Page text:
Innis Maggiore is often asked how we go about social media planning. Clients want to know what can be done in the social community space to create competitive advantage.

With failure after failure of big corporations trying to "do social media," one reminder is clear: don't try to be what you aren't.

Wal-Mart is low price, not a social community.  Coke is the original beverage, not a social community.  Like so many other companies and products, they've both failed and continue to fail miserably in their social media planning.

We recommend that clients use what's available in social media to target their prospects, but to have a nimble strategy. To move where things work and get out of things that don't. There are no other media that can ruin an organization's reputation faster than a social network.

To debunk the mystique of social media, this is the first of five articles in a series designed to bring clarity to the available media in the "social space." Each part in this series will be founded on two (2) basic principles:

1. Your company is ALREADY "participating" in this space, whether intentionally or unintentionally.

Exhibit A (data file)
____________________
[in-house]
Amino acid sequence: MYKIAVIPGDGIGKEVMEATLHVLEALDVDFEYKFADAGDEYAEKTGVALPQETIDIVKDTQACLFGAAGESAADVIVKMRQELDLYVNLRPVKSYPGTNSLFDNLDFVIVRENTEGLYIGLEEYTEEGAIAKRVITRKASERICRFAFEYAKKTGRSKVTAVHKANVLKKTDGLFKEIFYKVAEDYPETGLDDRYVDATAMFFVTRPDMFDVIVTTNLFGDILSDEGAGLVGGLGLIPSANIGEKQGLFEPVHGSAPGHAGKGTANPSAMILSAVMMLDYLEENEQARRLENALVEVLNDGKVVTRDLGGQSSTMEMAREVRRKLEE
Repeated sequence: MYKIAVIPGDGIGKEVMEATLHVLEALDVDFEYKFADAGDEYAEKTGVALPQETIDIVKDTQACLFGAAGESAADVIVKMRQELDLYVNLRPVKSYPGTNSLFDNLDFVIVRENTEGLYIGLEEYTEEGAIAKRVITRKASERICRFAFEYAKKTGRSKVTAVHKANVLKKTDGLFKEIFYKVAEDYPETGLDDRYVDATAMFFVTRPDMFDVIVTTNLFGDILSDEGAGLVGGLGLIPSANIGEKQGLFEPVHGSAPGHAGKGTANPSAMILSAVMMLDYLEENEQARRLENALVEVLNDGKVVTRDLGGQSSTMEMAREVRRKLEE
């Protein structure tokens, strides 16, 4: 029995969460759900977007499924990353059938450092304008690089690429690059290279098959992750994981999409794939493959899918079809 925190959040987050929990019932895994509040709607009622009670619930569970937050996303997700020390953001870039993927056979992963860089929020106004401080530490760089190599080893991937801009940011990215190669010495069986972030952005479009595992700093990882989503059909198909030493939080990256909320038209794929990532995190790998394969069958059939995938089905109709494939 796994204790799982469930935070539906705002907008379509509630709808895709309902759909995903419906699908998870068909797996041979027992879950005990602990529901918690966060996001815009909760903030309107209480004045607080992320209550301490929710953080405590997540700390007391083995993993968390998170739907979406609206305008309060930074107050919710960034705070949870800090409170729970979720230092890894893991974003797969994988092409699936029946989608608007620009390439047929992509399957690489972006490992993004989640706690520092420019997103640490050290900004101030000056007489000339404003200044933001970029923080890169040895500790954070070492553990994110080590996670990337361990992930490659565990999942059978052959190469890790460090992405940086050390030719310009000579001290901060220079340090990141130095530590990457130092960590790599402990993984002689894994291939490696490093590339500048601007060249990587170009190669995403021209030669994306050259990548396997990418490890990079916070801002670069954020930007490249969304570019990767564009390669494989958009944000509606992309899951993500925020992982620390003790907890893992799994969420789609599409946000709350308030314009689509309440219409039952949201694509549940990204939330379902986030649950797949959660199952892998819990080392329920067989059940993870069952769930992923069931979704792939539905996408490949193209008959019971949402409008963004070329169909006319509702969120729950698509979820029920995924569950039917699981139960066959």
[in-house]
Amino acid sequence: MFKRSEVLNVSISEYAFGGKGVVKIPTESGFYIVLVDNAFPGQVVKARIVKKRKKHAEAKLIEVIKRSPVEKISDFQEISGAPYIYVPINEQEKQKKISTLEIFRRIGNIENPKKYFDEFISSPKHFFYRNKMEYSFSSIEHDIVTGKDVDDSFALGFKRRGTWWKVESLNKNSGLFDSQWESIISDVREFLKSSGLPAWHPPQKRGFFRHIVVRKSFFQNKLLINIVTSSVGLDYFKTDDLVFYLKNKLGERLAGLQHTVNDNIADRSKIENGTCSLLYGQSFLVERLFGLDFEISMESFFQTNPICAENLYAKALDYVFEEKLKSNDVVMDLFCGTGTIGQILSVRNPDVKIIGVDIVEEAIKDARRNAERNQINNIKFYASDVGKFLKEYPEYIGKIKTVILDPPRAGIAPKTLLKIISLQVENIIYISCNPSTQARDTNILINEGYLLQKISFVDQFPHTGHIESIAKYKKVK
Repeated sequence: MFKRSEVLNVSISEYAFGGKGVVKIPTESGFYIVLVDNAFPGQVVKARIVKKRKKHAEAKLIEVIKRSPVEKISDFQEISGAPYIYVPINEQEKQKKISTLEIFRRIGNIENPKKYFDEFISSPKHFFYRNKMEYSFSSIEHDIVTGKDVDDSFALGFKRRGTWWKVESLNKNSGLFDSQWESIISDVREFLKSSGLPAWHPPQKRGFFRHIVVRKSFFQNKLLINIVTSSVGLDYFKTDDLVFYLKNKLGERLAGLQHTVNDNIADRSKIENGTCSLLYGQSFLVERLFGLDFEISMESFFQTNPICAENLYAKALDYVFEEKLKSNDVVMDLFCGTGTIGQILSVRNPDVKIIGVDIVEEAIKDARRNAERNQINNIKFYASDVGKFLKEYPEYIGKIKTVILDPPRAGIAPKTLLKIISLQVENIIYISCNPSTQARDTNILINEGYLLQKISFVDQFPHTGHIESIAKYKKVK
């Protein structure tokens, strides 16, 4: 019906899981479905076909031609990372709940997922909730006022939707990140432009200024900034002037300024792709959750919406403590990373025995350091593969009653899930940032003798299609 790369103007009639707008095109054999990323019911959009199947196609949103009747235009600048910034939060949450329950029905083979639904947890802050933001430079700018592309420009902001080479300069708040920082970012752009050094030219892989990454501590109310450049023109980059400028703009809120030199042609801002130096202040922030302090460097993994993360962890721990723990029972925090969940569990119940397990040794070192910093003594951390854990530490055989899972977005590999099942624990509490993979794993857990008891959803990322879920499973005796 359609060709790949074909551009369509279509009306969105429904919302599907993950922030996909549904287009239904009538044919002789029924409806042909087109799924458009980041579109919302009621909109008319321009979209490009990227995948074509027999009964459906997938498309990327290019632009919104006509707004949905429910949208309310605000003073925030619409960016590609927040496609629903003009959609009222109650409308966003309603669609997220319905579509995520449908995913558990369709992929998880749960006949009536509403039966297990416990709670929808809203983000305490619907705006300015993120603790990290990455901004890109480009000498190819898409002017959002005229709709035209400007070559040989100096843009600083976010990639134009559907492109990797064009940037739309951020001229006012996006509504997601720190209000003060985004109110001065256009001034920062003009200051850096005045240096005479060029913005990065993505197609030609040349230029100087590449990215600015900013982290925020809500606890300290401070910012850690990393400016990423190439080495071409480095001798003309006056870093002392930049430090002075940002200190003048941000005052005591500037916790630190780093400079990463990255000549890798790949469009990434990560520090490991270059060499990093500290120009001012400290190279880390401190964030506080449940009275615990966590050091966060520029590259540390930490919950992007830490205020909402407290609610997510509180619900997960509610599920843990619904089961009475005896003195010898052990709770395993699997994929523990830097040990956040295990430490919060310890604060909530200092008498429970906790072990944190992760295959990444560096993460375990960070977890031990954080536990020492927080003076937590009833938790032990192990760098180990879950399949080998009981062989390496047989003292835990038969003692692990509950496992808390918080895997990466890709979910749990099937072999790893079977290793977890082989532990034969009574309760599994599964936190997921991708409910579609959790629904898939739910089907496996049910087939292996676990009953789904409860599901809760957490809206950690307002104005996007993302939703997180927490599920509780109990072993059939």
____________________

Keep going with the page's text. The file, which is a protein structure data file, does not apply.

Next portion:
In fact, your company or product has ALWAYS been part of the social conversation. The difference in this day and age is that the conversation is taking place online (as well as off), with a far wider audience.

The conversation is now also between individuals who know nothing more about each other than their screen names and the comments they share, yet share incredible trust with one another.

2. When planning social media, you should consider them in the same vein you would any other traditional or new media.
Social media planning and execution require both time and money resources. While you could get a big "hit" from a social media plan for a minimal investment, most social media campaigns end as big flops.

Don't allow so-called "social media experts" to hypnotize you with the magic potion they sell. Just because you may not understand the space, or because it's new and "buzzy," doesn't make it something you should jump into blindly.

You should insist on a social media plan just like you would expect for traditional media.

While social media planning can have a viral component to it and that can take on a life of its own, it's important to remember that most viral efforts began intentionally, with a well-thought plan including strategy, schedule, costs, and other standard components of a media plan.

Read the second article in this five-part series. Up next, a listing of the social media available and samples of how you might use them.

Mark Vandegrift's 5-Part Social Media Series


  1. Making Sense Of Social Media Planning

  2. Uncovering the Social Media Landscape

  3. Planning Your Participation in Social Media

  4. Joining The Social Media Conversation

  5. When To Use Social Media Advertising